I think the problem with writing is that it takes quite a bit of time in itself. Actually looking for representation beyond that can be sort of tough to fit in. Take heart and know that at least I'm doing some research on agents. (Like anyone but me cares anyway.) Finding the right agent is a little like finding the right shoe, except that it's more of a mutual agreement between the foot and the shoe. It has to be the right fit for both.
In the mean time, I'm doing a self-study course on the book Writing Picture Books by Ann Whitford Paul, and I'm learning a lot. The latest, which has slowed me down in writing but should help eventually, is that character sketches are extremely important, even for picture books. If you don't know your character, you cannot write about him or her effectively. He will come off as shallow as a sidewalk puddle, and then where will you be? STUCK IN THE SLUSH PILE OF DESPAIR!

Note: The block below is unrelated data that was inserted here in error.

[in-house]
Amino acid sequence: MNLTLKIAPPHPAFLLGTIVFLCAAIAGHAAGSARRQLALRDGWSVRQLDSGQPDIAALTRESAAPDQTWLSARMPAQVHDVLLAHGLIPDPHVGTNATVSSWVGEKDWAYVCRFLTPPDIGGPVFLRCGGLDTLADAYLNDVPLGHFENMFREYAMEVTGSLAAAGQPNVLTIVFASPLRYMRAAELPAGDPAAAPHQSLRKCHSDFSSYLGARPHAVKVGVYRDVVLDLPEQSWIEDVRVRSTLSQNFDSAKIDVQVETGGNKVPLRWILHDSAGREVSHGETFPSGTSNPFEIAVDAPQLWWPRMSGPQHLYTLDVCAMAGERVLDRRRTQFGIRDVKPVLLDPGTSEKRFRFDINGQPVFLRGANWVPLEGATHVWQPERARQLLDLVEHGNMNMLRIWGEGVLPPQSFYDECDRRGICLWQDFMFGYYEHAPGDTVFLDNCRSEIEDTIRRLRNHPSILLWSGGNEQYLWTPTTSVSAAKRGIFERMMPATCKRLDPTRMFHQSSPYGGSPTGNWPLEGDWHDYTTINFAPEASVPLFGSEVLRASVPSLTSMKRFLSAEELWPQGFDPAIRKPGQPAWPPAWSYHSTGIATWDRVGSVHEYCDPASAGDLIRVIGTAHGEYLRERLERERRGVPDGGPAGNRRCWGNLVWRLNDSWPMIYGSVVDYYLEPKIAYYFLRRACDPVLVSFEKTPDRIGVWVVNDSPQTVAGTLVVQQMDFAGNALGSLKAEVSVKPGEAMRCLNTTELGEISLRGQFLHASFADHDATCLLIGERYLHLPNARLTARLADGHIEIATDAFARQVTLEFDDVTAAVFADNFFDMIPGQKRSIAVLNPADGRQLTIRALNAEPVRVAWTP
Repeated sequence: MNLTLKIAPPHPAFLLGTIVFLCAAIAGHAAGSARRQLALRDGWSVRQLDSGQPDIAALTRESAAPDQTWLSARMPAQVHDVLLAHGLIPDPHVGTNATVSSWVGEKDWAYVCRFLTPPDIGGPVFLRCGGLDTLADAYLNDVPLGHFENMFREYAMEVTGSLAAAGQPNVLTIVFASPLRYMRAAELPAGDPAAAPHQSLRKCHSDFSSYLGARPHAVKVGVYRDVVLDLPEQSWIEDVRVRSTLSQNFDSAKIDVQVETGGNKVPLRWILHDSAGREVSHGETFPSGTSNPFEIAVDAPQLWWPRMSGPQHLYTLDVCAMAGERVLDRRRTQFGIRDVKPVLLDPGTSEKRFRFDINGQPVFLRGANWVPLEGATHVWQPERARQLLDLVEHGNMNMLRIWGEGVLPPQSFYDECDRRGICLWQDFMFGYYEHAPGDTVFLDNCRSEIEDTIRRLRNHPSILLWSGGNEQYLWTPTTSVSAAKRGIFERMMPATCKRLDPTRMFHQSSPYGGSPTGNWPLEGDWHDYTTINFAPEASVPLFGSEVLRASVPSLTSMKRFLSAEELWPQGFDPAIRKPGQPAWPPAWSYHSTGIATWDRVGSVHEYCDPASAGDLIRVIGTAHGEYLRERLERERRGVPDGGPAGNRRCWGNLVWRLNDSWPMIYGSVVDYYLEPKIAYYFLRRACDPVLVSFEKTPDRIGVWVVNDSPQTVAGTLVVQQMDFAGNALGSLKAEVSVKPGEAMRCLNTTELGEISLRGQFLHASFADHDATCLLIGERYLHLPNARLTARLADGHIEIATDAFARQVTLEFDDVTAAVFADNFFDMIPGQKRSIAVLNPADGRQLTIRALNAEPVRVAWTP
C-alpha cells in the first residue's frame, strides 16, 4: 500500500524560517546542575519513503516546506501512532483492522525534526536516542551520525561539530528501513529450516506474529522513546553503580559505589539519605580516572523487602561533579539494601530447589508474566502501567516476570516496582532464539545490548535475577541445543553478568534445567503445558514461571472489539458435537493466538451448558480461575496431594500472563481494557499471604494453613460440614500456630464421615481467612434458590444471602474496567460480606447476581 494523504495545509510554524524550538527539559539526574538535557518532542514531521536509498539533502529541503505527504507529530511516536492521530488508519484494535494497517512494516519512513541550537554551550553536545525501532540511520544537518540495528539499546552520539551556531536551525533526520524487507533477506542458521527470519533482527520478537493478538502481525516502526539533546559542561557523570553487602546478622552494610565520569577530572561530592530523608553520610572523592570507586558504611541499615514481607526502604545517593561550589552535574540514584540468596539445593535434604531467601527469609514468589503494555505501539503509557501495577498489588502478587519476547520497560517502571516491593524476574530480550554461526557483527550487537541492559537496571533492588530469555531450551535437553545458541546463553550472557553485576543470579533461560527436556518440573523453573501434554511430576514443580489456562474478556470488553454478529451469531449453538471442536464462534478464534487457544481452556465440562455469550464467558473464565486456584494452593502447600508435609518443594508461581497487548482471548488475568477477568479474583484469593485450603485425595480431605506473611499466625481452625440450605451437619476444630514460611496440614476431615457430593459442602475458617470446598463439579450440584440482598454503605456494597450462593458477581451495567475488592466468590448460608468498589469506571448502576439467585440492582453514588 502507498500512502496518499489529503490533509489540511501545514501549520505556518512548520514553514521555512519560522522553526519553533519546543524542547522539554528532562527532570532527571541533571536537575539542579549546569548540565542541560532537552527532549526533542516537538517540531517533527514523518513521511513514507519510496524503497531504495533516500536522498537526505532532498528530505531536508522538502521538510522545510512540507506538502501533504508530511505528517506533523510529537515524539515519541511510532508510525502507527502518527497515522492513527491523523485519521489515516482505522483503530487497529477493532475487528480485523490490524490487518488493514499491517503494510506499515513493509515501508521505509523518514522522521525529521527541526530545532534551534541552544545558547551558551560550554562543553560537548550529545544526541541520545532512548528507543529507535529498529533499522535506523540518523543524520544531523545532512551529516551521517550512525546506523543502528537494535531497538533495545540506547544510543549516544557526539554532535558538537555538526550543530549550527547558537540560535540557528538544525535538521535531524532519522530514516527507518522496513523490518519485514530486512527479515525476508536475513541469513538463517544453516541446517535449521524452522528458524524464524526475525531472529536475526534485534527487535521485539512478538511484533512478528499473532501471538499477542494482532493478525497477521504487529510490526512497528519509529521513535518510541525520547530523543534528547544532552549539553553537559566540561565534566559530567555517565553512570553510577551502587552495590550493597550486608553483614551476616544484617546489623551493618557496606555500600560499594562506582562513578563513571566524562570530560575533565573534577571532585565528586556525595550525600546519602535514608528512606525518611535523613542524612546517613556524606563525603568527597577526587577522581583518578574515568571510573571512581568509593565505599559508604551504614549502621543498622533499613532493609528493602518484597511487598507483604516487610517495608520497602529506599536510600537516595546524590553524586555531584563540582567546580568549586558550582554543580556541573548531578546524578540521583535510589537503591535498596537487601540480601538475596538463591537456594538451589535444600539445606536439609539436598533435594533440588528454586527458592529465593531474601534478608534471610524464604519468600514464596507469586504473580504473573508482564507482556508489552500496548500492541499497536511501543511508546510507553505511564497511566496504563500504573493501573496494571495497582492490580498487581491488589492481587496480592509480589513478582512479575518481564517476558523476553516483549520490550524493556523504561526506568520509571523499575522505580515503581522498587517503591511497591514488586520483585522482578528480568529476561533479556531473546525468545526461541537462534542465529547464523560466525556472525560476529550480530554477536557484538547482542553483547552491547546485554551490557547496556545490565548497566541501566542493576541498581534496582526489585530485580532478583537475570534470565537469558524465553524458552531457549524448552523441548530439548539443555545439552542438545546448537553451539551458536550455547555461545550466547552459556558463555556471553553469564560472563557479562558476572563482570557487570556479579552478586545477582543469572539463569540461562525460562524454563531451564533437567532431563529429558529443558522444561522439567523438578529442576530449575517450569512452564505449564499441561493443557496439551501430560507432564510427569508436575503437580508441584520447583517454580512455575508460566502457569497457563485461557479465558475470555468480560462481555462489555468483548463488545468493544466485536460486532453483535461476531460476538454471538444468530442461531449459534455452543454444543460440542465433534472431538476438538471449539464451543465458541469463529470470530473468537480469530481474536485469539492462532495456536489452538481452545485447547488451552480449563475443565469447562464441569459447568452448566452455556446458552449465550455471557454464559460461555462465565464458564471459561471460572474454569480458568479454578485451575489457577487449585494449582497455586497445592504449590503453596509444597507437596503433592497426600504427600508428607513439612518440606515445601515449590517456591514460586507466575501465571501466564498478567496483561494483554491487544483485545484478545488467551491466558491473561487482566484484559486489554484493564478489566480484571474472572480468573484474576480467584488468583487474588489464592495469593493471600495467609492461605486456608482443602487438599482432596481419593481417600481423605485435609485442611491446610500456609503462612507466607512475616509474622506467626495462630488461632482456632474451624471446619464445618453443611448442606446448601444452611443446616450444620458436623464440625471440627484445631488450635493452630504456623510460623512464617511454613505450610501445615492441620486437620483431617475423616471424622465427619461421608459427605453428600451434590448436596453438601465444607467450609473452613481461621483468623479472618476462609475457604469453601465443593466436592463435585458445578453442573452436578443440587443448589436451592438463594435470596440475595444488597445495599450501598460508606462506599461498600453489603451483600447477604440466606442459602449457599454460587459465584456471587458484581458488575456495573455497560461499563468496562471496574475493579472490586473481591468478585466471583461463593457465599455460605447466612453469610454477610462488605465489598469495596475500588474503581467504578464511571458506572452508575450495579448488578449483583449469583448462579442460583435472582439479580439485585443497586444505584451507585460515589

So I'm on something like rewrite 40 of Cluck Lays an Egg, but this time I'm going to explore the inner workings of Cluck. Who is Cluck? What are her likes and dislikes? How does Cluck think? When I'm done I'll give character treatments to my other manuscripts too, even though I feel happy with some of them already.
Here's a plug for Ann Whitford Paul. Her book is informative and insightful. Top notch and you can't get by without it if you're a picture book writer. And like many books on writing for a specific genre, the wisdom bleeds over and works in other genres also. Since it's set up like a class, you have writing assignments (thus the character sketch of Cluck) and reading assignments (one of the many picture books she recommends) at the end of each chapter. School was never so much fun! It's definitely my favorite writing book of the year.